How do the AV-sync, Frame Dropping and No Sync options in Timeline work when working with audio and video?
They come in help when the animation is too heavy to handle realtime reproduction, affecting only the 3D viewport, not the renders.
No sync means that every frame in the viewport is showed as soon as possible, and a number in the upper left corner of the 3D view tells you the frame rate actually being reproduced: if white everything is OK (I.E. 24 FPS - default), if Red is slower (Maybe 4.67 FPS).
Frame Dropping means that the FPS is always the choosen one (24 - default), and blender jumps from a frame to another trying to remain in sync, actually not displaying (dropping) all the frames between.
AV Sync is used in combination with the VSE, assuring corrispondence between the 3D frame and the VSE frame.
$\begingroup$ Thanks a lot! That was really clarifying. Specially the "affecting only the 3D viewport, not the renders" part. $\endgroup$ Jun 13, 2015 at 18:38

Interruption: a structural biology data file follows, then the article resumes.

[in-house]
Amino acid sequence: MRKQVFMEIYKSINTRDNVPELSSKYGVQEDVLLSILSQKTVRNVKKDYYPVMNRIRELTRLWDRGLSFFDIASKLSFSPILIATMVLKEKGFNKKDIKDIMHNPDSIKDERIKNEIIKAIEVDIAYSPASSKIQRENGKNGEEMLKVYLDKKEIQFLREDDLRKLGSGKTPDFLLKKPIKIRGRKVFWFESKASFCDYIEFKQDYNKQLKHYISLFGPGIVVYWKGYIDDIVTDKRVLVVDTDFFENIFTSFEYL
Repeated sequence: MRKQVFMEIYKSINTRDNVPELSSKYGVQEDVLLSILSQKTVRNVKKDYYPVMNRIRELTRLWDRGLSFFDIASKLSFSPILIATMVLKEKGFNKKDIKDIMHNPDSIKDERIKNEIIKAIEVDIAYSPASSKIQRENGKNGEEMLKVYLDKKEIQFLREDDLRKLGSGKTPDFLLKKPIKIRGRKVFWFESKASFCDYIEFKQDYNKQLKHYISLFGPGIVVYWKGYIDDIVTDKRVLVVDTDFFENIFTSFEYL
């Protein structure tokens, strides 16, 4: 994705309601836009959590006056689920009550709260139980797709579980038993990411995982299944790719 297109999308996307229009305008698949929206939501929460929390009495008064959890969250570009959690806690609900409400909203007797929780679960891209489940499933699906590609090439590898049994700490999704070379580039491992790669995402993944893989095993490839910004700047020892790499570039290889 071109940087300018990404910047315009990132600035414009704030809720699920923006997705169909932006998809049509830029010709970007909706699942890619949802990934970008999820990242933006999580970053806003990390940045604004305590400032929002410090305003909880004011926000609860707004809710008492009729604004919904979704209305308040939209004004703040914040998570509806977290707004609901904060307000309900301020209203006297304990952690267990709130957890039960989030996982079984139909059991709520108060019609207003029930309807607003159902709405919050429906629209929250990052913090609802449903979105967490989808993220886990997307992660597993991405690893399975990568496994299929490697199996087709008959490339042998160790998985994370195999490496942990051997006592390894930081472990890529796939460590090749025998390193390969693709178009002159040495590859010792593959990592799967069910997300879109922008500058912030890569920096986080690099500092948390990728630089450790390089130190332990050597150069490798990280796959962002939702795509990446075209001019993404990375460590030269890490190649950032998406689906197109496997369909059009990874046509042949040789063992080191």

1$\begingroup$ AV Sync is useful for Video Footage in the VSE. It assures, that your playback audio and video matches up. $\endgroup$– SamothJan 20, 2016 at 23:27
As far as I can see:
- No Sync just tries to play back every single Frame no matter if it causes lags or time shifting problems with the Audio or the actual physical time.
- Frame Dropping drops Frames from the ViewPort Animation Playback to match up with the actual Frame Rate being used
- AV Sync skips Frames from Video Footage in the VSE so that Audio and Video in the Image Preview Sequencer Mode stays in sync
The AV Sync mode has been greatly improved in the Gooseberry Branch as Mathieu Auvray explains in his second VSE Editing Tutorial. It works through the whole Blender interface, Sequencer, 3D View, etc and makes sure, that your Audio and Video are in sync and it mostly uses Frame Skipping for this.